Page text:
Nacho Cheese From Gas Station Causes Botulism Outbreak

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It all started with a simple snack. Valley Oak Food and Fuel gas station in Sacramento, California serves a variety of foods, including nacho cheese.

This particular nacho cheese may quite literally be a deadly addition to one’s diet, as it has now hospitalized ten people with a rare form of food poisoning.

Credit: Sammy Caiola/Sacramento Bee

Lavinia Kelly is one of these confirmed cases, and after spending three weeks in the hospital, she is suing the Valley Oak Food and Fuel gas station for negligence, product liability and breach of implied warranty. One thing the patients all share in common is that they ate the nacho cheese at the same gas station.

This form of food poisoning, known as botulism, is more serious than most and can render the victim unable to breathe or speak on their own, as is the case with Lavinia Kelly. Botulism can lead to paralysis or even death in rare cases. The bacteria multiplies and releases a toxin to the nerves, causing blurred vision, vomiting and fatigue.

Related: Salmonella Is No Longer King of Food Poisoning

“(The gas station) should have been more aware. They’re handling that stuff every day. I know they probably didn’t make the cheese per se, but they handle that stuff in the store,” said Kelly’s partner, Ron Torres.

Courtesy: Flickr, CC BY 2.0

The gas station is currently under investigation, and their license to serve food was revoked in early May as the investigation into these cases began. In the United States, there were 161 cases of botulism recorded, and only 15 of these cases were from consuming spoiled foods. With the majority of these cases coming from home canning situations, it is very rare that they occur at stores or restaurants. Now, the Valley Oak Food and Fuel gas station is linked to ten cases of botulism.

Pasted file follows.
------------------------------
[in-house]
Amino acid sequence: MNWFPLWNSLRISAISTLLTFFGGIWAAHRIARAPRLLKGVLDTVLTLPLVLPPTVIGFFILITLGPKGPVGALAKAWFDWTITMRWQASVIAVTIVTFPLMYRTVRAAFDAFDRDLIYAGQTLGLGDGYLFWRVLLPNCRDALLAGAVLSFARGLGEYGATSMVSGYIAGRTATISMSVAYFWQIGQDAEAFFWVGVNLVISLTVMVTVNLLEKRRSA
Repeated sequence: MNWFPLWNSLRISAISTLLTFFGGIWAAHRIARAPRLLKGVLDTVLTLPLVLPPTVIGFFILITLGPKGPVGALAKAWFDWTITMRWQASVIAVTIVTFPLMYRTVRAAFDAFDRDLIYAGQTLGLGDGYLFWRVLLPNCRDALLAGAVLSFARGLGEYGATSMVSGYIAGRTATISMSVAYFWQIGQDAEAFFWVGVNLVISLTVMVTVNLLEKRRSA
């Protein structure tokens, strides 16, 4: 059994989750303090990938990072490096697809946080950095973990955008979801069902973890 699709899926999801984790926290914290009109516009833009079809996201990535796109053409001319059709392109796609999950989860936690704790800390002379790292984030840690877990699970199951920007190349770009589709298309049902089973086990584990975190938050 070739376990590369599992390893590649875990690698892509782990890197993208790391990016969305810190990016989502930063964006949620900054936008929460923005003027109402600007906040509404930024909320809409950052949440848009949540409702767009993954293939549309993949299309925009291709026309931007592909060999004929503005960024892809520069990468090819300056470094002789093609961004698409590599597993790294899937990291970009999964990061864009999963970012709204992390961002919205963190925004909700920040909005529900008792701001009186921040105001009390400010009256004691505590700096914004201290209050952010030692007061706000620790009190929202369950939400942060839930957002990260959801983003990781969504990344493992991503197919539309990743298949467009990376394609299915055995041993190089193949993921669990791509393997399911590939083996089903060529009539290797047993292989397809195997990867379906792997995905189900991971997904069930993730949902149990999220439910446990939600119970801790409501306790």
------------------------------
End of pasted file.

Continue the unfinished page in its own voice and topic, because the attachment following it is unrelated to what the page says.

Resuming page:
“Only human mistakes create the environment for botulinum toxin to form,” said Bruce Clark, the attorney handling the suit. “We will use the lawsuit to learn more about the source of the food product that was contaminated. The source of the food product may be unrelated to the gas station; it could be a commercially made, pre-packaged item. That’s an essential question.”

For anyone who has that potentially visited this gas station during the months of April and May, 2017, it is recommended that they visit a doctor, especially if they are experiencing unusual symptoms. For example, Kelly’s symptoms began with fatigue, progressing violently as the day went on until she had to be admitted to the intensive care unit.

In all cases, take care when consuming foods from sources that are unfamiliar.

Related: Bagged Salads Could Be Breeding Ground for Salmonella

Marissa DiPietro
Marissa is a health and fitness writer from the Tampa Bay area. In addition to researching the latest trending topics, she enjoys instructing kickboxing classes and posting incessantly to her Instagram account.